Anti-dismal argues that companies such as GM which are in trouble should be allowed to fail.
What is it about auto makers that makes them
think that taxpayers, worldwide, want to pay them to produce stuff no
one wants? The whole point about falls in profits is that it signals
that companies should change what they are doing and how they are doing
it, or cut back on production or exit the industry or some combination
of these things. Government handouts just delay this necessary
This is basic economics but also common sense. Taken to an extreme, imagine that GH (General Horses) still breeds horses for urban transport and a young and vibrant GM is trying to make cars. Should the US government pay GH to keep breeding horses that no one wants? At what point does a government say that 'enough is enough' and companies should exist to make useful products and profits, not just to soak up huge numbers of staff? How many people want to work for a company which limps from one crisis to another anyway?
Removing this market discipline is just bad economics and
bailouts by the government gives businesses a reprieve that the market
wouldn't give them. Within free markets a firm has to be able to pay
the ultimate price for bad decisions or products. But when the
government interferes, that discipline is removed. At least it appears
that the Swedish government has acted (more) correctly.
All of this is very relevant to another Anti-dismal post about the important of educating the population in basic economics. Perhaps all this talk of bailing out private companies (as distinct from lending banks which have their own special function in capitalism) would fall on deaf ears if people had a bit for respect for the creative destruction of a free economy.
[long aside: The fact is that capitalism works by allocating capital (people, effort, focus, etc.) to the right areas. By 'right' I mean the ones that we want it to. How do companies tell what we want? By our willingness to pay, by the price they can obtain. General Motors is well aware of this: witness the great run they had with SUVs when they were popular. Did GM refuse to produce them and continue with its all-car (and truck) line? No, it listened to the market, and made a lot of people very happy, and a lot of money for itself. Well some, anyway.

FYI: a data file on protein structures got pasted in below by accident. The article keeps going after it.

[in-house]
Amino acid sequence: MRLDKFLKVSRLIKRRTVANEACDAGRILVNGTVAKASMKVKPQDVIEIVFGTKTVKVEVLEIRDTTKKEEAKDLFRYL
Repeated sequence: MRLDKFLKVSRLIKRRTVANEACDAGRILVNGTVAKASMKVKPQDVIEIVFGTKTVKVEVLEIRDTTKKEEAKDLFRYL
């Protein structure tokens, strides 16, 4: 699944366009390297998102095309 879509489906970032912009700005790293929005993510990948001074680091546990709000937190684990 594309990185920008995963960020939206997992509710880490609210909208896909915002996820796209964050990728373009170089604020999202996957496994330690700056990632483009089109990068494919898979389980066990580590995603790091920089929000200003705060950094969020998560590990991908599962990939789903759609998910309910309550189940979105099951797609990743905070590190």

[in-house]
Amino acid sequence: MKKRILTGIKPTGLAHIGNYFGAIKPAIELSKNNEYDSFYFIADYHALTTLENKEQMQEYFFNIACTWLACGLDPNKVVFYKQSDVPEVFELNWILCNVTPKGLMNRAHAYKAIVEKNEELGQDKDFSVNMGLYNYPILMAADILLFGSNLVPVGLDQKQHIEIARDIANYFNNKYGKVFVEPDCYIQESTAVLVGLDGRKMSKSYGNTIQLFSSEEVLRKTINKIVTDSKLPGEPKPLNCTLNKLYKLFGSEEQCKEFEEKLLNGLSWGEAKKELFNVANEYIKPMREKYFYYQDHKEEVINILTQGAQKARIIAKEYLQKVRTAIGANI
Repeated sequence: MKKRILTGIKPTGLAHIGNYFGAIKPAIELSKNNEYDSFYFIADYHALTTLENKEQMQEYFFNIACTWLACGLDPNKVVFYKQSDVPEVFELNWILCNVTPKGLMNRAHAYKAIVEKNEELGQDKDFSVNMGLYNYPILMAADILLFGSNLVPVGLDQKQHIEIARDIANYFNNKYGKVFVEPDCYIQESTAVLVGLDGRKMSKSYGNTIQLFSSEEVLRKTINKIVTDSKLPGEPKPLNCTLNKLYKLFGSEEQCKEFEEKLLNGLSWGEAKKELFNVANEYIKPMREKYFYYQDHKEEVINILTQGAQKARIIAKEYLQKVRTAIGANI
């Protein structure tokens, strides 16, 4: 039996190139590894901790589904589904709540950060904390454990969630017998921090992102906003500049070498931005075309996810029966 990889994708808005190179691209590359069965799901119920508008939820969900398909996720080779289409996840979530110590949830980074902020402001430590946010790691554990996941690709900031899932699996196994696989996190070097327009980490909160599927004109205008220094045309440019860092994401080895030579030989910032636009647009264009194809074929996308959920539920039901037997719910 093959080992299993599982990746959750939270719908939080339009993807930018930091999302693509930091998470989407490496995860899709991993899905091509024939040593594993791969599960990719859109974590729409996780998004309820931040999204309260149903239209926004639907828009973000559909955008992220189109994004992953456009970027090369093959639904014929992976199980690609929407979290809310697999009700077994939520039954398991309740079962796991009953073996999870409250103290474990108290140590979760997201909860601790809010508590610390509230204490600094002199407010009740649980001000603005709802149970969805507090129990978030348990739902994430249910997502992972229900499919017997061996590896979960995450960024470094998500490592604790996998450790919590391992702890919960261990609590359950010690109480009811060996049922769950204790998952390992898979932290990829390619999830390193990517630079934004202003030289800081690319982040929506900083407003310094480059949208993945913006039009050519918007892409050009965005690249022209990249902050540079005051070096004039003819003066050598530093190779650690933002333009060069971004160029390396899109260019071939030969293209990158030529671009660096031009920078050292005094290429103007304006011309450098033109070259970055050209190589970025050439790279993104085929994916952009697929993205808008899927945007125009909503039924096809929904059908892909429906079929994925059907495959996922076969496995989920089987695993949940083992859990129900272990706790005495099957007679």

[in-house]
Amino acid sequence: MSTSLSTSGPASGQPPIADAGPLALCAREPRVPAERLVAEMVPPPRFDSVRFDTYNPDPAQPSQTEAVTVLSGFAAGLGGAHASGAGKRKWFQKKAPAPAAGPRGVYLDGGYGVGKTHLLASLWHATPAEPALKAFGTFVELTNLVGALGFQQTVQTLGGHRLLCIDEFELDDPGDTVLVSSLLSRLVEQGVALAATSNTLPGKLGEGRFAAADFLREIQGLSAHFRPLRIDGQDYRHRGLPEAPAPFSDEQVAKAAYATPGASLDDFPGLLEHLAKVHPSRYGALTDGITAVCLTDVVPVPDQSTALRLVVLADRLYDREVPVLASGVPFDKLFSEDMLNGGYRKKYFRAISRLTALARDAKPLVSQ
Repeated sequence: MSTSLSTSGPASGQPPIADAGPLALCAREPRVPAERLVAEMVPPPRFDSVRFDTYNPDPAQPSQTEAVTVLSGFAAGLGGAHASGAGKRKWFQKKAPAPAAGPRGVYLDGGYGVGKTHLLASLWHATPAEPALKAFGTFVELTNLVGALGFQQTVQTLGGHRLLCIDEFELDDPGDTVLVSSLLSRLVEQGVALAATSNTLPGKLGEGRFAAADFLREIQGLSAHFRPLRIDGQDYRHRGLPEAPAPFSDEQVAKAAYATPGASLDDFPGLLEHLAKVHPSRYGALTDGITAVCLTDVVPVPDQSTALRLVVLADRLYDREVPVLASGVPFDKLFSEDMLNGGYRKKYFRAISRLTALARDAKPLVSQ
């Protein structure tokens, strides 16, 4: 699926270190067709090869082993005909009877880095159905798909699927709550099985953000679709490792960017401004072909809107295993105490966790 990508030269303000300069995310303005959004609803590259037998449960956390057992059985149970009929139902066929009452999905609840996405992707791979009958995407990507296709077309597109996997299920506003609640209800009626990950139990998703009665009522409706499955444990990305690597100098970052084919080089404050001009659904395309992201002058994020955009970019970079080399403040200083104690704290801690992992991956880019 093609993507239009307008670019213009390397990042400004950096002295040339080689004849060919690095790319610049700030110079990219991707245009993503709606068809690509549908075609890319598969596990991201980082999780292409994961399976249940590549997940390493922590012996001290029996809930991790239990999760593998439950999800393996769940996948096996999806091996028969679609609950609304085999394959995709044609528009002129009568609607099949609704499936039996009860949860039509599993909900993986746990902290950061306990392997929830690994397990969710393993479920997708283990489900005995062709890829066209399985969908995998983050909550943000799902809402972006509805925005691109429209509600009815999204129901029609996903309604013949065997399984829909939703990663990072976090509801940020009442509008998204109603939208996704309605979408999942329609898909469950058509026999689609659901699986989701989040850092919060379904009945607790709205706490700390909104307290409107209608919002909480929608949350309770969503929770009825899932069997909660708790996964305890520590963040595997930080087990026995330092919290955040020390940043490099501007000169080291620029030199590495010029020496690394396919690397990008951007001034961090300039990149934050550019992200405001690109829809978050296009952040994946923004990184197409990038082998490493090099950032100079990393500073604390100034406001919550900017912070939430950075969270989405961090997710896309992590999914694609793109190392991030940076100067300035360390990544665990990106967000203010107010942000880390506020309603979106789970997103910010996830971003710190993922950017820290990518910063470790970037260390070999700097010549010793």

But what about when the market simply says 'less vehicles', and you are a vehicle company? Well, the same applies but on a whole-economy scale. GM does not need to continue in existence at the same level as currently. If people want less cars, GM must close factories and retrench. In the limit if people decide that GM cars suck and refuse to buy them at all, then GM must fold. The decision is ultimately down to the shareholders of GM.
Those staff and shareholders funds (as are left) will then find their way into other endeavours, perhaps in luxury vehicles, perhaps in farm machinery, perhaps in nano-technology. Whatever people want.
If you think about an economy where all the companies are producing products that no one wants, you can imagine our wealth slowly slipping year after year, as the new companies (which should be formed, funded and staffed) are starved of capital and people which are needed to keep the old 'subsidised' sector going.
The only remaining argument for bailing out GM is for short term reasons, perhaps because people cannot quickly find jobs. Not even that holds water in my view as it just makes the adjustment more painful. But I'm certainly not close enough to it to know.
Our short-term society gets alarmed with the weather is unusually cold one year, when a housing bubble collapses, when our supermarket runs out of a particular brand of bread. 'Why?'' we ask. 'What is going on?' We expect consistency and continuation. But capitalism has to balance this with the next big thing. It is constantly searching for new promising areas which people might want next week, next year, next decade.
A dangerous trap that some people fall into is to try to get the government to pick what people will want next. This often appears to work for a few years, but actually governments don't have the incentives (reward and pain) that are needed to really get to what the market wants. Also governments often try to make people change their wants (witness recycling and public transport). end of long aside]
Just like the demolition of a building to make way for a new one, we need to understand the importance of the demolition of a company, or a whole sector. It is sad when old buildings go. But without the destruction, creation is severely curtailed.